Monthly archive for October 2017

New ICF Training Course: ICF Construction in 25 Steps

Revolutionary Online Training You may be aware that earlier this year, BuildBlock launched the first ever online training site for ICF construction. If you didn’t know that, now you do! Welcome to the party! BuildBlock.com/Training takes a revolutionary approach to ICF education. Users receive an in-depth level of training through interactive lessons, videos, and quizzes all from the comfort of your internet connected device. We launched this site with our inaugural course, The Basic ICF Installer Training Course. New Course BuildBlock is now excited to offer our second course, ICF Construction in 25 Steps. The name of this course does an excellent job of explaining its contents; a simple, straightforward overview of

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R-Value Part 4: Is More Insulation Better?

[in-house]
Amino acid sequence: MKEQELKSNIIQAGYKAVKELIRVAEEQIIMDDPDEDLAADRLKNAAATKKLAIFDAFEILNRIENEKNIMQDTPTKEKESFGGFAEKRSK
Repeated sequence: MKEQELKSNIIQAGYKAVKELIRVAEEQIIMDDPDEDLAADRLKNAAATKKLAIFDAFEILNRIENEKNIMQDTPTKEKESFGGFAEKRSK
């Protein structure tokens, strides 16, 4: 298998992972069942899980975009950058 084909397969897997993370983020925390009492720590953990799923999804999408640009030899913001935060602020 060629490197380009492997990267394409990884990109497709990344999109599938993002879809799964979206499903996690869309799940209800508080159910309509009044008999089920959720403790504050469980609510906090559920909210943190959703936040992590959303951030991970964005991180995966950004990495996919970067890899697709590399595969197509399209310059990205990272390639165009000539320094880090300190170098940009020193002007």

Part Four: Is More Insulation Better? In the previous sections of our deep dive into insulation, we’ve covered the basic types of insulation, discussed the properties of ICFs, and talked about the difference between actual and performance R-value. Now let’s take a look at the wizard behind the curtain, the secret sauce, the ICF MVP… concrete.  Concrete doesn’t really add any R-Value, but what it does is resist changing temperature. It requires a lot of energy to change the temperature of concrete. Think about a concrete sidewalk after a hot summer day. That concrete will radiate heat and is still warm

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R-Value Part 3: Fun with Foam

Part Three: Fun with Foam In the last article, we mentioned that BuildBlock ICFs and most others use about 2.5” of EPS (expanded polystyrene) foam on each side of a concrete core. The concrete core provides the strength and is designed to generally match the construction of standard reinforced concrete wall thicknesses (ACI 318 to be exact). So that explains the concrete, but why 2.5” foam panels? Honestly, there are two reasons. First ICF forms must be able to withstand the pressures created when rebar is added and concrete is first poured into the forms. Most ICFs are 16” tall and

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